Monday, October 15, 2007

Fall Trip '07: Little Egypt to Capitol Reef National Park

I decided to do the long drive from Cedar Mesa to Capitol Reef National Park Sunday night, but after hitting a deer I was too exhausted to make it the whole way. I stayed in a rest area near the Hite Crossing Marina on the upper reaches of Lake Powell, or where Lake Powell would be if we weren't in a drought (or if the Colorado River's water wasn't overallocated).

That gave me the opportunity to drive through the gorgeous White Canyon as the sun rose. I was also able to stop at Little Egypt just after sunrise, sort of a mini Goblin Valley on BLM land.

This was my second visit to Capitol Reef National Park, and I headed immediately to the Fremont River crossing that would take me to the 4WD road that leads to the Bentonite Hills. For the 100 foot journey down the river to the road on the other side, the river's water was not up to the bottom of my doors like it was last year, and a grader was actively working the ramp on the other side. The driver was too busy grading to see me, so after several minutes I waited until he drove all the way out into the streambed, then I darted out and behind him, waving as I charged up his carefully groomed ramp. The road on the other side was missing most of the loose, axle-deep sand that almost stopped me last year. It doesn't get any easier than this.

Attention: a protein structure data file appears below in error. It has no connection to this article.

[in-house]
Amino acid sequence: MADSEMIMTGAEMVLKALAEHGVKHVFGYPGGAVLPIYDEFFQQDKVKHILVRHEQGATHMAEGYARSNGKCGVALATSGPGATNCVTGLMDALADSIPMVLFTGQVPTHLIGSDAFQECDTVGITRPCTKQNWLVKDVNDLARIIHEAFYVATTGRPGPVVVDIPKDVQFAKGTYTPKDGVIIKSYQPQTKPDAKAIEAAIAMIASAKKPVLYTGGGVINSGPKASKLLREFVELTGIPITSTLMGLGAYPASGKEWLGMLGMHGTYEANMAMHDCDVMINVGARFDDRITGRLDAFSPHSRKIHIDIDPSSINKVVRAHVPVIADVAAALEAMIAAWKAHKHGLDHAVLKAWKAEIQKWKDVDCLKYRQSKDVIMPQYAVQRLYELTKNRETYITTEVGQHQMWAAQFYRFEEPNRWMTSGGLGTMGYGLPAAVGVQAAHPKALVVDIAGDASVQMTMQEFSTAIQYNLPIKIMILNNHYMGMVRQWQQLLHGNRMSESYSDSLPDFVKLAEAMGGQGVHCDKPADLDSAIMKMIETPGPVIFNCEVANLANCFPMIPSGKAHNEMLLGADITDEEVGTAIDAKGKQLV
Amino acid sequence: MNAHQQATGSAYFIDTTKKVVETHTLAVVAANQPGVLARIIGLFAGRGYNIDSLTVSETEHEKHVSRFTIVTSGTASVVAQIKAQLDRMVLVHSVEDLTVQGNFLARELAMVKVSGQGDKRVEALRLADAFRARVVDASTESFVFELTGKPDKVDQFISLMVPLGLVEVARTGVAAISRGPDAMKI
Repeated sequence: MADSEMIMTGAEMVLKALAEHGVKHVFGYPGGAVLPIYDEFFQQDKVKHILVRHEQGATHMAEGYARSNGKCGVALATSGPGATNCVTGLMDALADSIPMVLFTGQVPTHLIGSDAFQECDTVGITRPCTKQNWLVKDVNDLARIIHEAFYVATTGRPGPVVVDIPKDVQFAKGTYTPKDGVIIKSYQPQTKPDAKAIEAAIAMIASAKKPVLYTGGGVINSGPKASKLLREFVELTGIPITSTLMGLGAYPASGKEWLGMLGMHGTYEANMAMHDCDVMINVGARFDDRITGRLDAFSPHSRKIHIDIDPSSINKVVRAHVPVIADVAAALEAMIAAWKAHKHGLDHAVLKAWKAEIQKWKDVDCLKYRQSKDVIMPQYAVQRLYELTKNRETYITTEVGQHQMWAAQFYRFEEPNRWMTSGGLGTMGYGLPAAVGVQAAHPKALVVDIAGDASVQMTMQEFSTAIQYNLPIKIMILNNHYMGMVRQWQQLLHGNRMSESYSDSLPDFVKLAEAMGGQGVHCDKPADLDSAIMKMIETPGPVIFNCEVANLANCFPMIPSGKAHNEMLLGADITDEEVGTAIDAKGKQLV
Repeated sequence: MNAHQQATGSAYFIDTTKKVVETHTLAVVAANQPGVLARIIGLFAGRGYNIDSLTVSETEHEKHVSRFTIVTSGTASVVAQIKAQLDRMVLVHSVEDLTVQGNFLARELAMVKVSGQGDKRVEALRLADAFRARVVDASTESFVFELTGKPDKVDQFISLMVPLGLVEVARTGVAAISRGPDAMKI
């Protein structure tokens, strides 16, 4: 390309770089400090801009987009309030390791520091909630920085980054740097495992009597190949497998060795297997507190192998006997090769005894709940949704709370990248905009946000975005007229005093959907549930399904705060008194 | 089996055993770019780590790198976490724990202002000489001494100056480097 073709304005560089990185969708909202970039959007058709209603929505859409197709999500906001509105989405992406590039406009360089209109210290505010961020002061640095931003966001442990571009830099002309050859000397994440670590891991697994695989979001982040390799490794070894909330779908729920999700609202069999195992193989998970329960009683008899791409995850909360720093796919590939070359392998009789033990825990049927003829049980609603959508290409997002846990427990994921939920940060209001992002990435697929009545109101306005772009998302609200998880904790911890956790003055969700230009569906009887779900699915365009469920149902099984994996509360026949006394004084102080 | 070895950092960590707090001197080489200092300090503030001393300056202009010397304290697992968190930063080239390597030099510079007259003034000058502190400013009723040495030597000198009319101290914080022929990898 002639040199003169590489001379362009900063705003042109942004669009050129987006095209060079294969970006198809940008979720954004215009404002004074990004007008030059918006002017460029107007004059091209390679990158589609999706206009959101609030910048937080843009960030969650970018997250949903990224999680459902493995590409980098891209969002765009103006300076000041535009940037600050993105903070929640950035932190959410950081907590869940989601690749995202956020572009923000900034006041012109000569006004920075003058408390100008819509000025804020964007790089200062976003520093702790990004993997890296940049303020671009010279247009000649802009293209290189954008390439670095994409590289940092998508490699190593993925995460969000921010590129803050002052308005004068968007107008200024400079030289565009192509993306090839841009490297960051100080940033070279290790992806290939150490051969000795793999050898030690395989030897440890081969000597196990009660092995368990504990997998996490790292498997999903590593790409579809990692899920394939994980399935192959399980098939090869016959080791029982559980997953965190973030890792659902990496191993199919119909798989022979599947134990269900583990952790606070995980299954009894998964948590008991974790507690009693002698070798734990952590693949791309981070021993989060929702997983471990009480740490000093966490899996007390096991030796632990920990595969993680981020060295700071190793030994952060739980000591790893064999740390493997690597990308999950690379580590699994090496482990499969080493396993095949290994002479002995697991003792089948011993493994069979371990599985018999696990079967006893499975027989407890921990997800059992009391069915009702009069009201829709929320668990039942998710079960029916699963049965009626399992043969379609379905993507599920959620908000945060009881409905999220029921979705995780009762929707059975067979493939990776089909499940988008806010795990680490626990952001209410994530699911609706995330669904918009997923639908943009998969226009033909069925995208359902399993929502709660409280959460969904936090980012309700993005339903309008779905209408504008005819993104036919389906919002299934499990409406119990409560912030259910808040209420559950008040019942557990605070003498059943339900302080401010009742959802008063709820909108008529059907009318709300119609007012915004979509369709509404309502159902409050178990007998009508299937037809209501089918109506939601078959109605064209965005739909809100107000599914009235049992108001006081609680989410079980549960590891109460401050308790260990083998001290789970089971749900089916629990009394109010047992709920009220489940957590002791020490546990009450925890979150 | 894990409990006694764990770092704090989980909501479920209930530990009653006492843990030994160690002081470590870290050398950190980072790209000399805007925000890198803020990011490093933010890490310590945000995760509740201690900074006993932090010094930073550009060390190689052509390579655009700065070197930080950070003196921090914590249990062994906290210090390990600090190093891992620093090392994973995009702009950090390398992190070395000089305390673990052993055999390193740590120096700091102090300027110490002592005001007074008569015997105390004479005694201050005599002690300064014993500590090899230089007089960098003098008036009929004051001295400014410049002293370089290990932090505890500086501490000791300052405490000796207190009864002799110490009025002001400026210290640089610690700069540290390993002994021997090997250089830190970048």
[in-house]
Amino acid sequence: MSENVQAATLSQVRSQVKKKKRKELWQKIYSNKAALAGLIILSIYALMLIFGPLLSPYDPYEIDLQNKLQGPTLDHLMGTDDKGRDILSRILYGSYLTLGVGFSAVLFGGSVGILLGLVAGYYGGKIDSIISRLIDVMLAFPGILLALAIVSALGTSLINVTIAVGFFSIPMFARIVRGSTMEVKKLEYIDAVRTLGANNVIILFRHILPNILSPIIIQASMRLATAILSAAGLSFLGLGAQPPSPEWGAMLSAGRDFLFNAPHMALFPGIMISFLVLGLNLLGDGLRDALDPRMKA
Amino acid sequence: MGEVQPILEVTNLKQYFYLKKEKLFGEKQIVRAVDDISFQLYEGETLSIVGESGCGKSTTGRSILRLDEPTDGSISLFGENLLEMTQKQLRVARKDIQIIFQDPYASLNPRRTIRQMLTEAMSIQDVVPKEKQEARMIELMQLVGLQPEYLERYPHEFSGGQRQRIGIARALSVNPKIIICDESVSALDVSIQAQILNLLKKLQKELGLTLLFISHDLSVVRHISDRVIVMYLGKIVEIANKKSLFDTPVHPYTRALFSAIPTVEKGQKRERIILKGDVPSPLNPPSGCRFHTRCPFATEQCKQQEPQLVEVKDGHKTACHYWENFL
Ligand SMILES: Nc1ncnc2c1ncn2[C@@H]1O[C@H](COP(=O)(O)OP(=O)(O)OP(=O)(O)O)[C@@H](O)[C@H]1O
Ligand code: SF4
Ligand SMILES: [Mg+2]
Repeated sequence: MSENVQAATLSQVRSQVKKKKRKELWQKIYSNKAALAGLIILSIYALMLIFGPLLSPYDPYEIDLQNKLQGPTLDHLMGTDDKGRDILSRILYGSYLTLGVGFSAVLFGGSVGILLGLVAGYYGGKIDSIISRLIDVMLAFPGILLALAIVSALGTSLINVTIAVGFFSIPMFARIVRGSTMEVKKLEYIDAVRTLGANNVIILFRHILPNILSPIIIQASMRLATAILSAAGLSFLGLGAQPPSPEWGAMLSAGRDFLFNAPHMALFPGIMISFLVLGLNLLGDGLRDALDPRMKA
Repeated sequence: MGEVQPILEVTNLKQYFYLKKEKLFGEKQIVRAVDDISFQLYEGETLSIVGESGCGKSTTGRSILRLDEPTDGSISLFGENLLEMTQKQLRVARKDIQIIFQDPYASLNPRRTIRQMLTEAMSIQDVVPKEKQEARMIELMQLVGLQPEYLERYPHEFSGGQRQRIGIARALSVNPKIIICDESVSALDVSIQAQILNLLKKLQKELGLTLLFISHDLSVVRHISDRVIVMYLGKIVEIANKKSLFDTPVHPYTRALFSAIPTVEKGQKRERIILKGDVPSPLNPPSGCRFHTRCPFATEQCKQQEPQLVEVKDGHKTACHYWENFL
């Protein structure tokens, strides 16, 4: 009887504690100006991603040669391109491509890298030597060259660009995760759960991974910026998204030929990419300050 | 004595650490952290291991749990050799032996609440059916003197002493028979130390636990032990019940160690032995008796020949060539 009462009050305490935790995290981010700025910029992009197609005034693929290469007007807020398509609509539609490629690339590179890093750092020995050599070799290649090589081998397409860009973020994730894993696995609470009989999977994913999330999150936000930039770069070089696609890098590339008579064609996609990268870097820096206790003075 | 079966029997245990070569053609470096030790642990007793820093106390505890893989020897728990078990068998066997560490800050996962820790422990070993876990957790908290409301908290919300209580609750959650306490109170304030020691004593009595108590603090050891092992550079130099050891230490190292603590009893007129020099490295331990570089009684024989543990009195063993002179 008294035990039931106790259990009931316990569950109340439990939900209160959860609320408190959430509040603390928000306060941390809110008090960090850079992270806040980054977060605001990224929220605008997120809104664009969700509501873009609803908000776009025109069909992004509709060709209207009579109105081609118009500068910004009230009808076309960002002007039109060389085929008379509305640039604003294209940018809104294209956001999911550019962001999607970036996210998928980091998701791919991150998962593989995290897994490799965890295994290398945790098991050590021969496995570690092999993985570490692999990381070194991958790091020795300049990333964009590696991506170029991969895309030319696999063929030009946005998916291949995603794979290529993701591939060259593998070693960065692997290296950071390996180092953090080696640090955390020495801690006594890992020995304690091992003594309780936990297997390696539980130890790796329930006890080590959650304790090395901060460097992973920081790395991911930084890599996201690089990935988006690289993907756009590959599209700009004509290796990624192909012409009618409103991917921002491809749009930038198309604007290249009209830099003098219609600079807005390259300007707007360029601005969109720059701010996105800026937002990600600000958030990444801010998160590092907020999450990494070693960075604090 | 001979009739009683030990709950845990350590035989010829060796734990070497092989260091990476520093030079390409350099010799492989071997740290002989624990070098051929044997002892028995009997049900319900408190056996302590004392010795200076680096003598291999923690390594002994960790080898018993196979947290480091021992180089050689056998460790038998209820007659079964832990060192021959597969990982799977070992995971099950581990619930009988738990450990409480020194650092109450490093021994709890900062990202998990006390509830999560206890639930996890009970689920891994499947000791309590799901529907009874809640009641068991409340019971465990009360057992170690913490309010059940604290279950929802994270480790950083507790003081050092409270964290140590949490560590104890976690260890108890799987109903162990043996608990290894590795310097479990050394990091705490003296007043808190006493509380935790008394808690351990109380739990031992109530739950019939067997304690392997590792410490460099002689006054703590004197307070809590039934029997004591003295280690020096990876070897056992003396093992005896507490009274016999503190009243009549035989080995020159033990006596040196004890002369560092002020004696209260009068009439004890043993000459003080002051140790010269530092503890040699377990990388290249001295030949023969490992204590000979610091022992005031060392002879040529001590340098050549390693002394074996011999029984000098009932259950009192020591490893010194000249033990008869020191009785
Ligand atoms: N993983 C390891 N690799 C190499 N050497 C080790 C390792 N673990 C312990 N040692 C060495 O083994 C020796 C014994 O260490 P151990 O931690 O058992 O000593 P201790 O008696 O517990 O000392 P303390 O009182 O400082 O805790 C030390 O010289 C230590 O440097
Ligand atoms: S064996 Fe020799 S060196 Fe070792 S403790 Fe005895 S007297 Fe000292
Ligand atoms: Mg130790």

At the end of the day I did the tourist drive into the main canyon by the visitor center. At the end of the road I decided to take a "shortcut" on the map, marked like the well-graded roads that I had been driving all day. The "road" turned out to be South Draw Road, a serious 4WD trail, so it took me 4.5 hours to go the next 25-30 miles. At one point I was getting out about every 30-40 feet to scout the obstacles ahead. I was lucky to get through without a backup vehicle to pull me out of gullies or off of rocks. Fortunately I hadn't expected the condition of the road, so I was short on water and that encouraged me to press on through rather than drag it out into the next morning.

I pulled it off, so the memory is of a great challenge successfully overcome, rather than a poor decision that turned into a survival story. A couple of times I was a few tire slips away from having it turn out differently. Lesson learned: next time I'll carry more water, hopefully be driving something better equipped for off-road trails then a stock Ford Explorer with aging tires, and I'll do the trip in daylight so I can capture photos of the most exciting parts!

Again I had some adventures that slowed my progress, but that's the charm of adventurous travel! I rolled into a viewpoint at around 9000 feet in elevation a little bit after midnight, and looked forward to a sunrise view the next day.

Update: I looked up South Draw Road on the Internet, and the one review of it that I found says, "Best advice: TURN AROUND at the park boundary"!